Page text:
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Mackie Dickens spreads out a wet American flag beach towel across the front steps of her daughter's home in Lake Charles after Hurricane Laura destroyed the house, August 27, 2020. The area just behind Dickens is where the living room once stood.

After almost $2 trillion, with a T, in spending from the new Congress and Biden administration, an additional $3 billion needed for hurricane relief is almost a rounding error.

It’s a huge amount of money for Louisiana, however, and is needed as the state still struggles with its record hits of hurricane landfalls in 2020, particularly in the Lake Charles area.

The five parishes in southwest Louisiana were savaged by Hurricane Laura more than six months ago. It was one of the worst storms ever to hit the United States and was followed by Hurricane Delta striking the same parishes.

Louisiana’s people in that region are still struggling.

“Certainly, the scale of this event and the impact of this event is going to mean that recovery goes on for years,” said Casey Tingle, deputy director of the state homeland security office.

If recovery is going to be a long time coming for the Lake Charles area, there is an urgent need for relief now.

Tingle spoke after the disclosure, to us shocking, that the U.S. Federal Emergency Management Agency doesn’t expect to fulfill the need for emergency temporary housing until September or October for all the Laura/Delta victims. More than one year after landfall?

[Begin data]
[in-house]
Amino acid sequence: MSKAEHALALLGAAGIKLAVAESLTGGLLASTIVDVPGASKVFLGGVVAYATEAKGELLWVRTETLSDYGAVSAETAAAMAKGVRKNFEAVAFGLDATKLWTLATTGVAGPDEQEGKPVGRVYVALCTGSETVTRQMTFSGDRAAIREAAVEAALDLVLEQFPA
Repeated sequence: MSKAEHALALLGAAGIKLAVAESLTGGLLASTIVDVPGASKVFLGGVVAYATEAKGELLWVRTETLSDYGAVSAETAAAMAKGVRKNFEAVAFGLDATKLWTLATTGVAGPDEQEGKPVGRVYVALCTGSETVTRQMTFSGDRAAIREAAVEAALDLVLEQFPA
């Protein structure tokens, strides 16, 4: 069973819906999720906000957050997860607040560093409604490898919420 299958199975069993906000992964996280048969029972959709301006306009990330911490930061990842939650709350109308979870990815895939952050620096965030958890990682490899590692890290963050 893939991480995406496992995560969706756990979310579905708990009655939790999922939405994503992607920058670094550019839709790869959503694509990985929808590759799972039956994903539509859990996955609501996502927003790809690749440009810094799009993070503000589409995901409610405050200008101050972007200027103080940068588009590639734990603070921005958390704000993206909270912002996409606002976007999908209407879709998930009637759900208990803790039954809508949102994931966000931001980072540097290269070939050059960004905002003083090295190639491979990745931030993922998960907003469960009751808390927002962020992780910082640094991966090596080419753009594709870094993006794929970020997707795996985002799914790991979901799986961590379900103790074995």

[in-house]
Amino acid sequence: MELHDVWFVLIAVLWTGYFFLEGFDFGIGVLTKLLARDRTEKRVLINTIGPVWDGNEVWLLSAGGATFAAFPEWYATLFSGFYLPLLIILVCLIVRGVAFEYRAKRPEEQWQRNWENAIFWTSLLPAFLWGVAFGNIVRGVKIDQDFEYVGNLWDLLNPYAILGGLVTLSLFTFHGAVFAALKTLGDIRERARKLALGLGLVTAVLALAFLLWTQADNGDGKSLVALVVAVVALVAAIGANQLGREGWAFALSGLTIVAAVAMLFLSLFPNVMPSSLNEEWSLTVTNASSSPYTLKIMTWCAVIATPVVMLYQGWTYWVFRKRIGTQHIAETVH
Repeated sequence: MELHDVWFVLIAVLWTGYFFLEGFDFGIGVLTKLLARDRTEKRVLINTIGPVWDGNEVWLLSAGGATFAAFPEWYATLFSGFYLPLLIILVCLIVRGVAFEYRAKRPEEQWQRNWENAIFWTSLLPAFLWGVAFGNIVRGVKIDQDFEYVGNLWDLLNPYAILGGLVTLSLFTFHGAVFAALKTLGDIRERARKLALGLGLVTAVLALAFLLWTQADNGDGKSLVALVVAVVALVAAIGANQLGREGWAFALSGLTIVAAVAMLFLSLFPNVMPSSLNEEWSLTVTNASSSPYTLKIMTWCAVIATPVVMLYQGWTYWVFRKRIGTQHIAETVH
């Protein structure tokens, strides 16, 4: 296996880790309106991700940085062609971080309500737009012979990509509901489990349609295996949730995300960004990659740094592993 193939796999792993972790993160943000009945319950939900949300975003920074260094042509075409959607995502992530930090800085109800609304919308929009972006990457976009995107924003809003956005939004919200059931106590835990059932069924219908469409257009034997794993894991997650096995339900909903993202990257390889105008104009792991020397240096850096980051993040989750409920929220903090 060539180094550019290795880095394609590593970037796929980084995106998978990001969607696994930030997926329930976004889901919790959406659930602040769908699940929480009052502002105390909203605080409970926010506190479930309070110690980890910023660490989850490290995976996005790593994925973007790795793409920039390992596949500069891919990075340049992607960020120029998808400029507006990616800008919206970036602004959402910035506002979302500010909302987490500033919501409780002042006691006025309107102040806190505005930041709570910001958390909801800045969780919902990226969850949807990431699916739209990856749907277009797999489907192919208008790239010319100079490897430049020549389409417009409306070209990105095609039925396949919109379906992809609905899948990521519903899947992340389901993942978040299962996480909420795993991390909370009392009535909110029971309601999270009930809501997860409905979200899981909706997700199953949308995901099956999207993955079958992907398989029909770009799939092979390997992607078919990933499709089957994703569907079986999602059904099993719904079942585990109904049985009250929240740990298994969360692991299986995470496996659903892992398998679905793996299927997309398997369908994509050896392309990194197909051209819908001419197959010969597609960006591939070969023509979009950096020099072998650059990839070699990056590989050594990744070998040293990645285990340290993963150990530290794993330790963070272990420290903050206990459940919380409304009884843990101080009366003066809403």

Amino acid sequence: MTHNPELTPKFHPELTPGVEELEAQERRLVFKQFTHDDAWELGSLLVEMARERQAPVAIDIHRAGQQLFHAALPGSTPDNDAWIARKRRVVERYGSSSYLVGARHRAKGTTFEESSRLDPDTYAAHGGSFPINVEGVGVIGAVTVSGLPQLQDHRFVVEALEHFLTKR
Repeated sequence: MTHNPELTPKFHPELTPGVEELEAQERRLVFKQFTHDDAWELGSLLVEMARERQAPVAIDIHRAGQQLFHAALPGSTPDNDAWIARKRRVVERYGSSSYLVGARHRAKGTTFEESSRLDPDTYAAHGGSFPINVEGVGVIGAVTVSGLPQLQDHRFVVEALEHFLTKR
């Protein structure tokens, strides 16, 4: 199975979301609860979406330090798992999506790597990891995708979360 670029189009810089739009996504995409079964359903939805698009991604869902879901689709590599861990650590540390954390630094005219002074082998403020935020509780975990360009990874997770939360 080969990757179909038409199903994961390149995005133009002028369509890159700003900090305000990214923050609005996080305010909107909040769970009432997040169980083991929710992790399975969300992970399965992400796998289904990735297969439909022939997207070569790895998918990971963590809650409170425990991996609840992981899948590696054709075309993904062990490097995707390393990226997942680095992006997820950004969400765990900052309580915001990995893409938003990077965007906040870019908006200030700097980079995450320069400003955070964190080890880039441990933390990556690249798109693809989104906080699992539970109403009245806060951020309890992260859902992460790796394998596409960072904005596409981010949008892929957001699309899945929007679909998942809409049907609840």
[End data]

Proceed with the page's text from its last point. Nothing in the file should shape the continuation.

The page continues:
There are lots of problems with providing housing. While a center of petrochemical refining and natural gas exports, the region is smaller than other metro areas and capacities for construction tasks are not built in a day.

But this schedule seems at best slow and deserves some attention from the Louisiana delegation on Capitol Hill.

We do not doubt that Louisiana’s delegation — every one of them has been through a hurricane at some point in their lives, after all — will prioritize the passage of an aid bill. Laura hit hard all the way up to Shreveport, not just southern parishes. Former U.S. Rep. Cedric Richmond of New Orleans is also a top Biden aide.

The $3 billion requested for block grants would give state and local governments more flexible dollars. It’s a more or less normal request after giant storms but we live in an era where “normal” no longer carries as much force as it used to.

That Louisiana’s delegation in Congress is dominated by Republicans should be a help, as this bill could be a bipartisan gesture after Republicans voted 100% against President Joe Biden’s coronavirus relief bill.

We would hope there are many areas in which Americans can still come together in common purpose across social and political lines. But we can’t think of a better item on that wish list than the faster recovery of storm-wracked southwestern Louisiana.

Our Views: Long-term thinking vital to Hurricane Laura recovery effort